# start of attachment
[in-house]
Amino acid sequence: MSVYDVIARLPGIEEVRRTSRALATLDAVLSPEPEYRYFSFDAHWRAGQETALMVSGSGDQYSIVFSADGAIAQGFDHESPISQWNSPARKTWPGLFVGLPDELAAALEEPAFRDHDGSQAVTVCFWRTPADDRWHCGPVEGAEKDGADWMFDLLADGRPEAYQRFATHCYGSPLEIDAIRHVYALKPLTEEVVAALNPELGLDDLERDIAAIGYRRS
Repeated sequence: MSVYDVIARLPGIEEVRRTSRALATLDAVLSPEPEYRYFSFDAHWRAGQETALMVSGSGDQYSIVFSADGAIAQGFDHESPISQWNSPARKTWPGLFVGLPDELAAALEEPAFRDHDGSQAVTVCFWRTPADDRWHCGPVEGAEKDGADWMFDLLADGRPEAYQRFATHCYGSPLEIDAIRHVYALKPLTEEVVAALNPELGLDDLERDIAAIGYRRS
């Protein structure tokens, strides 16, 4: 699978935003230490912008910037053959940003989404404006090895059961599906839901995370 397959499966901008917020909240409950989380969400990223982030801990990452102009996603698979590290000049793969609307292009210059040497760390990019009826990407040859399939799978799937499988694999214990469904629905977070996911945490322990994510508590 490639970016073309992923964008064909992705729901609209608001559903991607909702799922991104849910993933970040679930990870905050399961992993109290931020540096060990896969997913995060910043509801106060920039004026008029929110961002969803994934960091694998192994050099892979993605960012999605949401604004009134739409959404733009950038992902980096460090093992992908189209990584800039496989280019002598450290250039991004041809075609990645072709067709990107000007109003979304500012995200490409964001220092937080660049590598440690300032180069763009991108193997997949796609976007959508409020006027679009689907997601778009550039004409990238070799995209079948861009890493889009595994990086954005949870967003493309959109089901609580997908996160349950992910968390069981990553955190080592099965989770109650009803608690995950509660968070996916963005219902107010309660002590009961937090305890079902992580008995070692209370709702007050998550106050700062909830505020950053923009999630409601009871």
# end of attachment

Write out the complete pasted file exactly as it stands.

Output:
[in-house]
Amino acid sequence: MSVYDVIARLPGIEEVRRTSRALATLDAVLSPEPEYRYFSFDAHWRAGQETALMVSGSGDQYSIVFSADGAIAQGFDHESPISQWNSPARKTWPGLFVGLPDELAAALEEPAFRDHDGSQAVTVCFWRTPADDRWHCGPVEGAEKDGADWMFDLLADGRPEAYQRFATHCYGSPLEIDAIRHVYALKPLTEEVVAALNPELGLDDLERDIAAIGYRRS
Repeated sequence: MSVYDVIARLPGIEEVRRTSRALATLDAVLSPEPEYRYFSFDAHWRAGQETALMVSGSGDQYSIVFSADGAIAQGFDHESPISQWNSPARKTWPGLFVGLPDELAAALEEPAFRDHDGSQAVTVCFWRTPADDRWHCGPVEGAEKDGADWMFDLLADGRPEAYQRFATHCYGSPLEIDAIRHVYALKPLTEEVVAALNPELGLDDLERDIAAIGYRRS
């Protein structure tokens, strides 16, 4: 699978935003230490912008910037053959940003989404404006090895059961599906839901995370 397959499966901008917020909240409950989380969400990223982030801990990452102009996603698979590290000049793969609307292009210059040497760390990019009826990407040859399939799978799937499988694999214990469904629905977070996911945490322990994510508590 490639970016073309992923964008064909992705729901609209608001559903991607909702799922991104849910993933970040679930990870905050399961992993109290931020540096060990896969997913995060910043509801106060920039004026008029929110961002969803994934960091694998192994050099892979993605960012999605949401604004009134739409959404733009950038992902980096460090093992992908189209990584800039496989280019002598450290250039991004041809075609990645072709067709990107000007109003979304500012995200490409964001220092937080660049590598440690300032180069763009991108193997997949796609976007959508409020006027679009689907997601778009550039004409990238070799995209079948861009890493889009595994990086954005949870967003493309959109089901609580997908996160349950992910968390069981990553955190080592099965989770109650009803608690995950509660968070996916963005219902107010309660002590009961937090305890079902992580008995070692209370709702007050998550106050700062909830505020950053923009999630409601009871």